This young man was up to the challenge though.  Directing their blazing Sharps Rifles to the right oblique, Bailey turned the regiment's attention toward the salient and the top of the hill.  It was at this very moment that the crown of Sickles' Salient began to unravel.  Barksdale's Mississippians had made an impetuous advance of their own and it was more than Graham's Brigade could handle.

Just as Barksdale's men were nearing the west face of the Union salient, Wofford's Georgians stepped off the ridge to the west, only six hundred yards distance.  Things began to come apart quickly.  Taking fire from two sides and being pinched in what was essentially a giant bear trap, the men of Graham's Brigade fought with stiff resistance.  The fire power added by the 2nd New Hampshire was much need on this afternoon.

Unfortunately for the Federal troops around the Peach Orchard, their line was just too thin and covered too much ground.  On top of that they were taking fire from two directions.  One by one, the regiment's of Graham's Brigade were forced to relinquish their positions around the intersection of the Emmitsburg Road and the Wheatfield/Millerstown Road.  Barksdale's Mississippians were coming on full throttle and although they lost men at every step, they had the momentum.  Bailey and his men now seemed to be on an island all alone, the friendly forces that were just moments before fighting alongside were now melting farther away with each passing second.  Seeing Wofford making a beeline down the Wheatfield/Millerstown Road and already realizing the threat to their left from Confederates in the Stoney Hill area, there was nothing left for the Granite Staters to do but attempt a fighting withdrawal, an escape.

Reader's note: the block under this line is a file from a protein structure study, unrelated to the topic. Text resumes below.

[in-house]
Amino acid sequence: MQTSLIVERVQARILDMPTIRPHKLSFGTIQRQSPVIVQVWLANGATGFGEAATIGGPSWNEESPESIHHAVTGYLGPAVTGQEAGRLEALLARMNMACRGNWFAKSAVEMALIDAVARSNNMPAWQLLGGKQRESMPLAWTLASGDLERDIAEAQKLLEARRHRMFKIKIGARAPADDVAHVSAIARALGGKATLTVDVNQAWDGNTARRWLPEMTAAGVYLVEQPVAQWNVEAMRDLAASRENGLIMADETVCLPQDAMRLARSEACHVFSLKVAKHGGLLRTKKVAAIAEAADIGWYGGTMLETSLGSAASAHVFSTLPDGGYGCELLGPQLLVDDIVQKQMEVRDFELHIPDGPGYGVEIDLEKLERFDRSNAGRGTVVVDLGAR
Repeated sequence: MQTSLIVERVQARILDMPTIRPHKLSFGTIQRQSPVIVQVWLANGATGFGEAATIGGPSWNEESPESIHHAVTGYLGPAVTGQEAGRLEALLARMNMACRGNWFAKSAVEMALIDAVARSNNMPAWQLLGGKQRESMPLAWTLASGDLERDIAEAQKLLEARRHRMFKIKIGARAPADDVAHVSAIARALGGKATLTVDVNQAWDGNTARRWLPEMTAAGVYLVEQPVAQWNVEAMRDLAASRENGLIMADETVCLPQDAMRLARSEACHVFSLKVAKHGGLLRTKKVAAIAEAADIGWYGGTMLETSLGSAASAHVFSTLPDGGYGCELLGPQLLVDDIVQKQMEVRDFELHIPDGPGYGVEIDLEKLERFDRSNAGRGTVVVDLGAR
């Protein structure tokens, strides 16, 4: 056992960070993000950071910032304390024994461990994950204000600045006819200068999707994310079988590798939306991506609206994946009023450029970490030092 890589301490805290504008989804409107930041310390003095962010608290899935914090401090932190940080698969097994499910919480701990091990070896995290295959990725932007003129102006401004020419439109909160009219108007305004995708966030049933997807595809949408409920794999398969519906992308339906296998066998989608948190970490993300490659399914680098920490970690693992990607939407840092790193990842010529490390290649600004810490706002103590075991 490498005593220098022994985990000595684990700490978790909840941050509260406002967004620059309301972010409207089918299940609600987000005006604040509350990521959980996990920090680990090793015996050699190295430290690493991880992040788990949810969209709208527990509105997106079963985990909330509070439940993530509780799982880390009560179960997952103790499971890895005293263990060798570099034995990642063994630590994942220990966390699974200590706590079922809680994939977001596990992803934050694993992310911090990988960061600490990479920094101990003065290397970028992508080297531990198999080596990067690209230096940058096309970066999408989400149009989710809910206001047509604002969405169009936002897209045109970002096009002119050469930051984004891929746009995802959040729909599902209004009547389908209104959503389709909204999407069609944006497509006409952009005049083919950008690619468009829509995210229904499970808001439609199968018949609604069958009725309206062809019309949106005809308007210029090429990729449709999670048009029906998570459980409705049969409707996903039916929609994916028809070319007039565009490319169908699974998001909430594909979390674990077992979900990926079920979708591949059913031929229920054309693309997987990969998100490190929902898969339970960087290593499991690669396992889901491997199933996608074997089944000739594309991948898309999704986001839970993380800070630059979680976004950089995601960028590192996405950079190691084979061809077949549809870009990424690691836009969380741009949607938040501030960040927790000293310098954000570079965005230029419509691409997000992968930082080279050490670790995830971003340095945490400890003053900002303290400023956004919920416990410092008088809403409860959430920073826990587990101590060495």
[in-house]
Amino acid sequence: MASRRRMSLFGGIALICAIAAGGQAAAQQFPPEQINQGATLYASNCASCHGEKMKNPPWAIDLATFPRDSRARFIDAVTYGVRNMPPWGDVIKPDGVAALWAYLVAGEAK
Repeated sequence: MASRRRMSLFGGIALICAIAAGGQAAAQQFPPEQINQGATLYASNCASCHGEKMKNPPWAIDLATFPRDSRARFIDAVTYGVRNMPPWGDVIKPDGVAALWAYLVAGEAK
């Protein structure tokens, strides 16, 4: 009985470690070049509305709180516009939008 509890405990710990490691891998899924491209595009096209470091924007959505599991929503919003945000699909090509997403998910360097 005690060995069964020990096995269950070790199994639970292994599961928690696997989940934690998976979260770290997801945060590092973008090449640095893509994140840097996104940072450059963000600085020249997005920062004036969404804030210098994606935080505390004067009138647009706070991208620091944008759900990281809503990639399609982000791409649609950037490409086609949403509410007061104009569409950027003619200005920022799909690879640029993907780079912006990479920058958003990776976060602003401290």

J.S. McNeily of Barksdale's 21st Mississippi remembered this.  All (Barksdale's men) met with stiff resistance.  But when the blue coats saw us swarming over the fences and across the Emmetsburg Road, without pausing, they began to 'back out.'  Though they fought back bravely, retiring slowly until the firing was at close quarters, when the retreat became a rout in which our men took heavy toll for the losses inflicted on them.